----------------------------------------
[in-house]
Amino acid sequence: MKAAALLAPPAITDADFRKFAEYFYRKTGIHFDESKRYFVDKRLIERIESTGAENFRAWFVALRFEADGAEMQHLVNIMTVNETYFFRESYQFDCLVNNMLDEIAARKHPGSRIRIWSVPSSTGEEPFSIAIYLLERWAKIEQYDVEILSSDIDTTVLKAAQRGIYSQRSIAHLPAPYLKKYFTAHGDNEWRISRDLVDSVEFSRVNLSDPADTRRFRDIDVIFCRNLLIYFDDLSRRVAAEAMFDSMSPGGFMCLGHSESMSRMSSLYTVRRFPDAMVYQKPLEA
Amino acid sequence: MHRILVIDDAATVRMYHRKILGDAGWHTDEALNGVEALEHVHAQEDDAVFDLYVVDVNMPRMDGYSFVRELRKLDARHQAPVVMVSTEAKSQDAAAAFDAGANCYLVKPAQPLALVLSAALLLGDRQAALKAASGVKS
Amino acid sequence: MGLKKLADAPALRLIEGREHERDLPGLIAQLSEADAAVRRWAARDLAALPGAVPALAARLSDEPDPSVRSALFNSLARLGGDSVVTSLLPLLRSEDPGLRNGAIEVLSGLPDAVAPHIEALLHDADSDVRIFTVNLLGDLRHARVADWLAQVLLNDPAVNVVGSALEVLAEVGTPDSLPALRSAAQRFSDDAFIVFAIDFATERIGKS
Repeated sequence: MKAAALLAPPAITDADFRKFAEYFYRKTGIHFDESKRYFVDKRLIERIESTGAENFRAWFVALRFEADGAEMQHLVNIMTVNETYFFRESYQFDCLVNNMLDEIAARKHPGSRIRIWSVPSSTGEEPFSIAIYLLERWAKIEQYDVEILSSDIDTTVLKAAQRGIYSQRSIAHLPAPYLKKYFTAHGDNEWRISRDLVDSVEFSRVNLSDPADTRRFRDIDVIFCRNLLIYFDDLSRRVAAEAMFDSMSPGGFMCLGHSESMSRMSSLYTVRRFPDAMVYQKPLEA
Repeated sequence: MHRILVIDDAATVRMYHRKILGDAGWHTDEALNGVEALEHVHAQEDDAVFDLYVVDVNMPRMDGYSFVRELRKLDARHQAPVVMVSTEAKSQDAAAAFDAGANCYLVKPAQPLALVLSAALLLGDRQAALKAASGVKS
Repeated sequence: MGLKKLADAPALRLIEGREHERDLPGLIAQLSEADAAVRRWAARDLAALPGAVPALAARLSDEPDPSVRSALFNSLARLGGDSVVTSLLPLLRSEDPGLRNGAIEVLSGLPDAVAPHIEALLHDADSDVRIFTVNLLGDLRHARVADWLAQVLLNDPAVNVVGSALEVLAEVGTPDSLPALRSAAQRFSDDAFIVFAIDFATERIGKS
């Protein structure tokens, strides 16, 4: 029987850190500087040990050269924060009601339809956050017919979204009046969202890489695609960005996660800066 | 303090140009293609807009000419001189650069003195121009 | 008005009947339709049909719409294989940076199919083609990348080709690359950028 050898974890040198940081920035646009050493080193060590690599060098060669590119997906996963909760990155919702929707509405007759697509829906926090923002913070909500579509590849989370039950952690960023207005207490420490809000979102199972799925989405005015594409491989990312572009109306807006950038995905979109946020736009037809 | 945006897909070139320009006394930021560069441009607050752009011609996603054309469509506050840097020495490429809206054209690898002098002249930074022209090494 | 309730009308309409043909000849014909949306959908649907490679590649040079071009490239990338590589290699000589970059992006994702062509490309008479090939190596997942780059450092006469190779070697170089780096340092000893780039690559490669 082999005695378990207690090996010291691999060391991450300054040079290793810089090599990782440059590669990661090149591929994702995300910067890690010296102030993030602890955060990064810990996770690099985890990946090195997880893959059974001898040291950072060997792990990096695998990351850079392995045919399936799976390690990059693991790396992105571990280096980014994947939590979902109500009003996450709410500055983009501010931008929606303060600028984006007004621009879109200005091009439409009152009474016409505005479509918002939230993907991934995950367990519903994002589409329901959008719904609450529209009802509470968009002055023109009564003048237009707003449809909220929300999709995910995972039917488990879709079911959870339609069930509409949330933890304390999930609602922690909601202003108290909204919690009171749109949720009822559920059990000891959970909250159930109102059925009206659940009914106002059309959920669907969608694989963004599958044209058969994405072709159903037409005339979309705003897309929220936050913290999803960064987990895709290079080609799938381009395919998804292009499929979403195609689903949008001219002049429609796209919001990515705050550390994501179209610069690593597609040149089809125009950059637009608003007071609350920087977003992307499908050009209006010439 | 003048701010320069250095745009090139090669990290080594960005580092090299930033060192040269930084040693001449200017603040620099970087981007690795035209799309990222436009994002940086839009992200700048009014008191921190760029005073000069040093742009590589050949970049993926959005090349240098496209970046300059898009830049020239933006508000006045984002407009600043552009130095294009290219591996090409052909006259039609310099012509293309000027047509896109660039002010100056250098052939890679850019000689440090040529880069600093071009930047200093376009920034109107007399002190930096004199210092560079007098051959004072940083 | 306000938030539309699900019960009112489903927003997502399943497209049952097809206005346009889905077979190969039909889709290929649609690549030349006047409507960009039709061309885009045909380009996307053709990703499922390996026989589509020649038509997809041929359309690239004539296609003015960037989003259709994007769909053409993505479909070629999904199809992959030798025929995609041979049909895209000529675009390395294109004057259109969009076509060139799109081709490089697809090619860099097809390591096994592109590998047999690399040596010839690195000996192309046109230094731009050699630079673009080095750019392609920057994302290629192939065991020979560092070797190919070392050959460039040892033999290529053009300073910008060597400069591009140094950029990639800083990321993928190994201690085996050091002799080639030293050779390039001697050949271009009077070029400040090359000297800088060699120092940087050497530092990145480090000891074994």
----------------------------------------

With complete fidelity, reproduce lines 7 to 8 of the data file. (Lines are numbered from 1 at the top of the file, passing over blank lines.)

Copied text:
Repeated sequence: MGLKKLADAPALRLIEGREHERDLPGLIAQLSEADAAVRRWAARDLAALPGAVPALAARLSDEPDPSVRSALFNSLARLGGDSVVTSLLPLLRSEDPGLRNGAIEVLSGLPDAVAPHIEALLHDADSDVRIFTVNLLGDLRHARVADWLAQVLLNDPAVNVVGSALEVLAEVGTPDSLPALRSAAQRFSDDAFIVFAIDFATERIGKS
């Protein structure tokens, strides 16, 4: 029987850190500087040990050269924060009601339809956050017919979204009046969202890489695609960005996660800066 | 303090140009293609807009000419001189650069003195121009 | 008005009947339709049909719409294989940076199919083609990348080709690359950028 050898974890040198940081920035646009050493080193060590690599060098060669590119997906996963909760990155919702929707509405007759697509829906926090923002913070909500579509590849989370039950952690960023207005207490420490809000979102199972799925989405005015594409491989990312572009109306807006950038995905979109946020736009037809 | 945006897909070139320009006394930021560069441009607050752009011609996603054309469509506050840097020495490429809206054209690898002098002249930074022209090494 | 309730009308309409043909000849014909949306959908649907490679590649040079071009490239990338590589290699000589970059992006994702062509490309008479090939190596997942780059450092006469190779070697170089780096340092000893780039690559490669 082999005695378990207690090996010291691999060391991450300054040079290793810089090599990782440059590669990661090149591929994702995300910067890690010296102030993030602890955060990064810990996770690099985890990946090195997880893959059974001898040291950072060997792990990096695998990351850079392995045919399936799976390690990059693991790396992105571990280096980014994947939590979902109500009003996450709410500055983009501010931008929606303060600028984006007004621009879109200005091009439409009152009474016409505005479509918002939230993907991934995950367990519903994002589409329901959008719904609450529209009802509470968009002055023109009564003048237009707003449809909220929300999709995910995972039917488990879709079911959870339609069930509409949330933890304390999930609602922690909601202003108290909204919690009171749109949720009822559920059990000891959970909250159930109102059925009206659940009914106002059309959920669907969608694989963004599958044209058969994405072709159903037409005339979309705003897309929220936050913290999803960064987990895709290079080609799938381009395919998804292009499929979403195609689903949008001219002049429609796209919001990515705050550390994501179209610069690593597609040149089809125009950059637009608003007071609350920087977003992307499908050009209006010439 | 003048701010320069250095745009090139090669990290080594960005580092090299930033060192040269930084040693001449200017603040620099970087981007690795035209799309990222436009994002940086839009992200700048009014008191921190760029005073000069040093742009590589050949970049993926959005090349240098496209970046300059898009830049020239933006508000006045984002407009600043552009130095294009290219591996090409052909006259039609310099012509293309000027047509896109660039002010100056250098052939890679850019000689440090040529880069600093071009930047200093376009920034109107007399002190930096004199210092560079007098051959004072940083 | 306000938030539309699900019960009112489903927003997502399943497209049952097809206005346009889905077979190969039909889709290929649609690549030349006047409507960009039709061309885009045909380009996307053709990703499922390996026989589509020649038509997809041929359309690239004539296609003015960037989003259709994007769909053409993505479909070629999904199809992959030798025929995609041979049909895209000529675009390395294109004057259109969009076509060139799109081709490089697809090619860099097809390591096994592109590998047999690399040596010839690195000996192309046109230094731009050699630079673009080095750019392609920057994302290629192939065991020979560092070797190919070392050959460039040892033999290529053009300073910008060597400069591009140094950029990639800083990321993928190994201690085996050091002799080639030293050779390039001697050949271009009077070029400040090359000297800088060699120092940087050497530092990145480090000891074994």